The Outlook For The 2016 U.S. Senate Elections Part I

The stunning and tragic news about the sudden death of U.S. Supreme Court Judge Antonin Scalia was a stark reminder about the importance of the U.S. Senate.

During the first two years of the Obama Administration, there were 58 to 60 Democrats in the Senate, including two independents who caucused with the Democrats — Bernie Sanders and Joe Lieberman.

The very liberal Senate voted for President Barack Obama’s nomination of two very liberal judges to become Supreme Court justices. Sonia Sotomayor and Elena Kagan have been responsible for gay marriage becoming legal in the U.S. by a 5-4 Court vote, upholding Obamacare twice, and other liberal decisions that aren’t justified by the U.S. Constitution.

In 2014, the American people soundly rejected the liberalism of the Democratic Party by voting against several senators who voted for Sotomayor and Kagan and awarding the Republicans control of the U.S. Senate.

Now we are facing an equally important Senate election.  Today we’ll look at all the candidates and examine which seats may be up for grabs.

Currently, there are 54 Republicans in the U.S. Senate. The fact that there are about 13 more Republicans in the Senate than there were six years ago means that an Obama nomination of someone like Sotomayor and Kagan will almost certainly be rejected.

But what will happen if the American people elect Hillary Clinton or Bernie Sanders president in November, 2016, and the number of Republican senators ousted from office is similar to the number of Democratic senators defeated in 2014 or 2010? There will still be enough Republican senators to filibuster a Clinton or Sanders nomination, but there will be tremendous public pressure to fill the Scalia vacancy.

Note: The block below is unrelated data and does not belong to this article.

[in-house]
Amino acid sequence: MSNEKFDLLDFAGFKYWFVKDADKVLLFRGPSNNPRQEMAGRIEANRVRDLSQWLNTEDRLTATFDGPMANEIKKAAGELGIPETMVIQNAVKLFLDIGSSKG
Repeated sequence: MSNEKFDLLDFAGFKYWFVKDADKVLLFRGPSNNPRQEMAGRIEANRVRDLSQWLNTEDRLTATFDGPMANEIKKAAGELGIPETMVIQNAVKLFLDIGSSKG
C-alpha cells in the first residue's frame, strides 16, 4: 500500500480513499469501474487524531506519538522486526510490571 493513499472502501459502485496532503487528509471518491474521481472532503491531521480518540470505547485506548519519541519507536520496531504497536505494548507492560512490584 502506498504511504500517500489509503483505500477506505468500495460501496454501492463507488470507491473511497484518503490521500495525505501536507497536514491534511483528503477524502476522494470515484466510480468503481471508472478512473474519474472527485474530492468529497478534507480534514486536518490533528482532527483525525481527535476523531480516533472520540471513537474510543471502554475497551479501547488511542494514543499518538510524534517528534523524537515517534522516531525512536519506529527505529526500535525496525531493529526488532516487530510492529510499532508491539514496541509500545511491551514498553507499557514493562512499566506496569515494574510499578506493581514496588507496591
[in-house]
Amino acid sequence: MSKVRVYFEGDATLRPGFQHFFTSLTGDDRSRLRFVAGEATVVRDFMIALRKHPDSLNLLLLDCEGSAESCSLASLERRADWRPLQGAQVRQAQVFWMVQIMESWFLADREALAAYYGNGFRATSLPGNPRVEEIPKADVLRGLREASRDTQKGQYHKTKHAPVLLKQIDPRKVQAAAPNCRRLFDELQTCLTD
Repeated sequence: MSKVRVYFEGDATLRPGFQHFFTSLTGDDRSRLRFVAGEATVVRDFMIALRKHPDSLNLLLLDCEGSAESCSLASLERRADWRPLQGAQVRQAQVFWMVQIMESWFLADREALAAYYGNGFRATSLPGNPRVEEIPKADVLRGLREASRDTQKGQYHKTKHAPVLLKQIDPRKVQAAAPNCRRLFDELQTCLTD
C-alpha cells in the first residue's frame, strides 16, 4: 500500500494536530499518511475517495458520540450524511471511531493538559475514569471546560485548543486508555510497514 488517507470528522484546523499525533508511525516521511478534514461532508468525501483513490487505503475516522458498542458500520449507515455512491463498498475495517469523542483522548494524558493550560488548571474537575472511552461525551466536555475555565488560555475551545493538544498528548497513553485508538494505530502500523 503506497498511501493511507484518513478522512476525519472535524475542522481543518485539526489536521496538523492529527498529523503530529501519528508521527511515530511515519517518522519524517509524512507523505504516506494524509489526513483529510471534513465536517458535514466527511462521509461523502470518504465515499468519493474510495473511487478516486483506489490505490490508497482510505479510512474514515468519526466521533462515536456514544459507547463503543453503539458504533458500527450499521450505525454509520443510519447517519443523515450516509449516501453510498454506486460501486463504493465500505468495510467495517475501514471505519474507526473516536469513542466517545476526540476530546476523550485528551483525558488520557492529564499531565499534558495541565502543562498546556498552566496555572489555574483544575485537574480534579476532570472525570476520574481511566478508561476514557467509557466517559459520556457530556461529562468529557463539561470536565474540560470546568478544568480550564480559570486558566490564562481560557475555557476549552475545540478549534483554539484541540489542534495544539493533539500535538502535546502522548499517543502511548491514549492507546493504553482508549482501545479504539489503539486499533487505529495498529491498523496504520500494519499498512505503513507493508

More alarmingly, it’s statistically possible that the Democrats could win a filibuster-proof majority in the 2016 elections because 24 Senate seats held by Republicans and only 10 Senate seats held by Democrats are at stake.

The bottom line is that it’s possible that the next Supreme Court justice could be a liberal so the 2016 Senate elections are extremely important. Today’s article looks at the 21 Republicans who are seeking re-election (Florida’s Marco Rubio, Indiana’s Dan Coats, and Louisiana’s David Vitter are retiring). Part II of this series will look at the other 13 elections.

Only Two Underdogs

Of the 21 incumbent Republican senators, only TWO are underdogs, according to an analysis of the Senate races by three widely respected objective analysts — The Cook Political Report, the Rothenberg & Gonzales Political Report, and Sabato’s Crystal Ball.

The two underdogs are first-term senators from neighboring Midwestern states — Mark Kirk of Illinois and Ron Johnson of Wisconsin.

Kirk was elected by a tiny margin in one of the most liberal states in the nation in 2010. He suffered a serious stroke in 2012 and is also regarded by many conservatives as a RINO.

According to a chart that summarizes the most recent ratings, The Cook Political Report regards the race as a tossup and the other two analysts rate Kirk an underdog to probable Democratic Party nominee Duckworth.